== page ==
I saved back one case from Friday’s order list for a separate post.
- Evanston Ins. Co. v. ATOFINA Petrochemicals, Inc., No. 03‑0647.
I wrote about this case in February, when the Court — on rehearing — changed its judgment from 9-0 in favor of the insurer to a new judgment that largely favored the insured.
After that decision, both sides were dissatisfied and filed motions for rehearing, and Friday the Court issued a revised opinion while granting one of those motions for rehearing. (( I haven’t done a line-by-line comparison, but the email sent by Court’s public-information officer identified only two minor changes made by Friday’s substituted majority opinion. According to that email, the reissued opinion changes the following on page 2:
We affirm the judgment of the court of appeals to the extent that it resolves the coverage dispute in favor of the additional insured, and to the extent that it binds the insurer to the amount recited in the settlement agreement, but we reverse the court of appeals’ judgment regarding damages and attorney’s fees under article 21.55
and render judgment thatbecause the additional insured is not entitled to recovery of such damages and fees.
And it also changes the disposition in the last paragraph of the opinion:
We reverse the court of appeals’ judgment permitting ATOFINA to recover attorney’s fees and damages under article 21.55 of the Texas Insurance Code
and render judgment thatbecause ATOFINA is entitled to no such damages or fees. We remand the case to the trial court for further proceedings on ATOFINA’s other claims for attorney’s f
)) This is the revised majority opinion.
Here is the procedural point that warrants a separate post: This was a motion for rehearing filed after the Court’s grant of a first motion for rehearing — making this a second motion for rehearing.
Why is that significant? Texas Rule of Appellate Procedure 64 governs motions for rehearing in the Texas Supreme Court. Unlike the rule applicable in lower courts, this one has a provision that says: “64.4 Second Motion. The Court will not consider a second motion for rehearing.”
I have always found that rule too simple for its own good because it overlooks the Court’s two-step review process, in which the Court’s decision whether to review a case is often made months or even years apart from its decision how to resolve a case. While it makes sense to prevent parties from piling on additional motions for rehearing in seriatim after a merits decision — the process must at some point end — it would make less sense to prevent a party from seeking rehearing on the merits merely because the Court also had to be prodded to take the case through a motion for rehearing at the petition stage.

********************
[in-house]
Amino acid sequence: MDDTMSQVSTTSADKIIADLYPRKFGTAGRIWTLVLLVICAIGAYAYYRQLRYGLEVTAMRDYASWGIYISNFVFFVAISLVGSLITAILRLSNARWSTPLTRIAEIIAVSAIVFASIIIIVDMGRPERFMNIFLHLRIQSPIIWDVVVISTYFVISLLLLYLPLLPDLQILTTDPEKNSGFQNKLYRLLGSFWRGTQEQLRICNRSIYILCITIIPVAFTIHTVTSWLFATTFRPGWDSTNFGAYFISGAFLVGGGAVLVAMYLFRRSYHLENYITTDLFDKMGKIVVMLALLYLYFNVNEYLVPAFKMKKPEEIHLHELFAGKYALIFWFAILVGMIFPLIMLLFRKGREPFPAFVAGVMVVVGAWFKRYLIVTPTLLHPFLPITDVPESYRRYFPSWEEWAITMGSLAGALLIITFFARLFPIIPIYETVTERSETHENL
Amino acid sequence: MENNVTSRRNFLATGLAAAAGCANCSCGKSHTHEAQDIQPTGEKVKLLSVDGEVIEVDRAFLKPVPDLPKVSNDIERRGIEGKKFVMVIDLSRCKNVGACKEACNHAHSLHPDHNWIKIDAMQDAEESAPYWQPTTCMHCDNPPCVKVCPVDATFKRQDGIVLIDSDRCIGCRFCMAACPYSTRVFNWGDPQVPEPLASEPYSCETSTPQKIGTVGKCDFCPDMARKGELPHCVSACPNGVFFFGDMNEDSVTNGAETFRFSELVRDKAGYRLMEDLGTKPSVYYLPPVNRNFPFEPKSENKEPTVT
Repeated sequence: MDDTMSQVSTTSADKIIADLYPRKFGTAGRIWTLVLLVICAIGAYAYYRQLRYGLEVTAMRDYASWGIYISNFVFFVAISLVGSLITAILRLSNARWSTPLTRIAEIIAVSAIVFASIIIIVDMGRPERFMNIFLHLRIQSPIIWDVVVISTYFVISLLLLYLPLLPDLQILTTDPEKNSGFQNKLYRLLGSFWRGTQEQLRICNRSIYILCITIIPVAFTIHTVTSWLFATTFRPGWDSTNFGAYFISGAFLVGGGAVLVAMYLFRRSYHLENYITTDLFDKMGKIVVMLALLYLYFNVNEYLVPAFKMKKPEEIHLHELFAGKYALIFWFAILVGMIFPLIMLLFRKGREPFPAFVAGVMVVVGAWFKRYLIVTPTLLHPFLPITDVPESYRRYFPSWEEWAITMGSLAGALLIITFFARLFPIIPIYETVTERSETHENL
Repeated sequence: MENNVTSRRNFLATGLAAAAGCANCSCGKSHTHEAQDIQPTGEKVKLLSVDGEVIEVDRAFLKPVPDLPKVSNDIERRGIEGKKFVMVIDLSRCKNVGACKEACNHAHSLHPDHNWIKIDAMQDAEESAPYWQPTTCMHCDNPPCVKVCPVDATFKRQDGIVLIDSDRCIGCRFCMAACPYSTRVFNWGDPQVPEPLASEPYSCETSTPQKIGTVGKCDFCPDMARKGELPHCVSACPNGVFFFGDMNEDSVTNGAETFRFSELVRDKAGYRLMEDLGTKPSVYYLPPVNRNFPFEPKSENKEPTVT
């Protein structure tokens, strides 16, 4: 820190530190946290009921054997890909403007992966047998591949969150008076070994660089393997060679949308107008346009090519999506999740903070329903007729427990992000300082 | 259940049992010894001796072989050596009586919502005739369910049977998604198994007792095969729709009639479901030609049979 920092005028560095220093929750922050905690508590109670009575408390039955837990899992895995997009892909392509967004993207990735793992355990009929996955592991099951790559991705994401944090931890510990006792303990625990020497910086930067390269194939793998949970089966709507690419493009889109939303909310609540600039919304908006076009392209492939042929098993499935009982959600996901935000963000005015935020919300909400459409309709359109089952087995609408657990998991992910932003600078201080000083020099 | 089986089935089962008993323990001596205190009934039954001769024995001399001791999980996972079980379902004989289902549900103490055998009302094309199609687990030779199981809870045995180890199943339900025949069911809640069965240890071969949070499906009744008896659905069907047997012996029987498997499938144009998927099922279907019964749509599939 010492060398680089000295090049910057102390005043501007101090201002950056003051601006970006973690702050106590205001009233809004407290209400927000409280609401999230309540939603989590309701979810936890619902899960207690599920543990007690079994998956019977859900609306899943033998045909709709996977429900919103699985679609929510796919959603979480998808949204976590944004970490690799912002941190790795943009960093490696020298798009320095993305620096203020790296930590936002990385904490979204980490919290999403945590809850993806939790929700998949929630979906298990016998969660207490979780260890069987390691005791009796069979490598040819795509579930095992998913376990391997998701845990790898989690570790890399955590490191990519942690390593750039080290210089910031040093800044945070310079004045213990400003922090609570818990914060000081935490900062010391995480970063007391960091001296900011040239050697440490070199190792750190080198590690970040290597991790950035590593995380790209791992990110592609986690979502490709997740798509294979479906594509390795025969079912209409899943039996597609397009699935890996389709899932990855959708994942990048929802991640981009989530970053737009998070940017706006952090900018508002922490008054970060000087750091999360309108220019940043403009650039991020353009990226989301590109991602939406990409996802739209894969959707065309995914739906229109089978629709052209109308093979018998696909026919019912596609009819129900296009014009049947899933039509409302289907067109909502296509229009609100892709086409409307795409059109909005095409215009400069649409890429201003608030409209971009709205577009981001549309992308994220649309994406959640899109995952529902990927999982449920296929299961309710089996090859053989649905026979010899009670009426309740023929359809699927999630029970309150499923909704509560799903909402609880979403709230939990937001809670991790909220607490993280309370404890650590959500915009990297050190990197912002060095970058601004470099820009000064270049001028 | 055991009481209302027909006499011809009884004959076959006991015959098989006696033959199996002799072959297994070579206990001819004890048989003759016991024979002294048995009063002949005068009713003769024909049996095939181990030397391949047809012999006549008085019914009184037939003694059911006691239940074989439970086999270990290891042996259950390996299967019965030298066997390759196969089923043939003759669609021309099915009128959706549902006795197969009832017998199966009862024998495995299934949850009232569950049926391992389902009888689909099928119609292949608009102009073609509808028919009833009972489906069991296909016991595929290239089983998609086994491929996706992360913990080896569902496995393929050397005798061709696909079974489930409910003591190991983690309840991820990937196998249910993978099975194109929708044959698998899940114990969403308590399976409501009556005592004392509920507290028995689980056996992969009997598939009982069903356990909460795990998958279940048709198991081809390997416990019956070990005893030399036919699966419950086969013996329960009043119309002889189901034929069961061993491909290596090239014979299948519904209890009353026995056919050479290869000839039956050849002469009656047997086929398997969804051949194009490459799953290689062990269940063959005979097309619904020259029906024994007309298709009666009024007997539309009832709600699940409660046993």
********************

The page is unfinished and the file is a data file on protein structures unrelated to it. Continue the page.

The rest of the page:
Out of an abundance of caution, I have always read the rule to prevent such a motion, but I would understand if the Court were (either through decision or rule-making) to clarify that the bar on “second motions for rehearing” applies separately to “motions for rehearing of a petition” and to “motion for rehearing of a cause.” Such a distinction, while somewhat metaphysical, would make good practical sense.
But the procedural posture of Evanston v. ATOFINA does not fit even that more liberal reading of the rule. Here, the Court issued a decision on the merits. One party was dissatisfied and filed a motion for rehearing, which was granted. Then the Court issued a second merits decision. And the parties filed yet more motions for rehearing. One of which was … granted. (( At first, I thought the Court might have denied both motions or might even have granted the motion by Evanston, which itself had not previously filed any motion for rehearing. But the Court’s order list says that ATOFINA’s motion was granted. The order list does not suggest that the Court considered ATOFINA’s motion to be untimely or barred by Rule 64.4. ))
As I said, this is just a procedural observation. But it raises an important question — when can parties file a motion for rehearing under Rule 64.4 and when are they barred doing so?
Some clarification of Rule 64.4 might be on the agenda for the Court’s next rules attorney.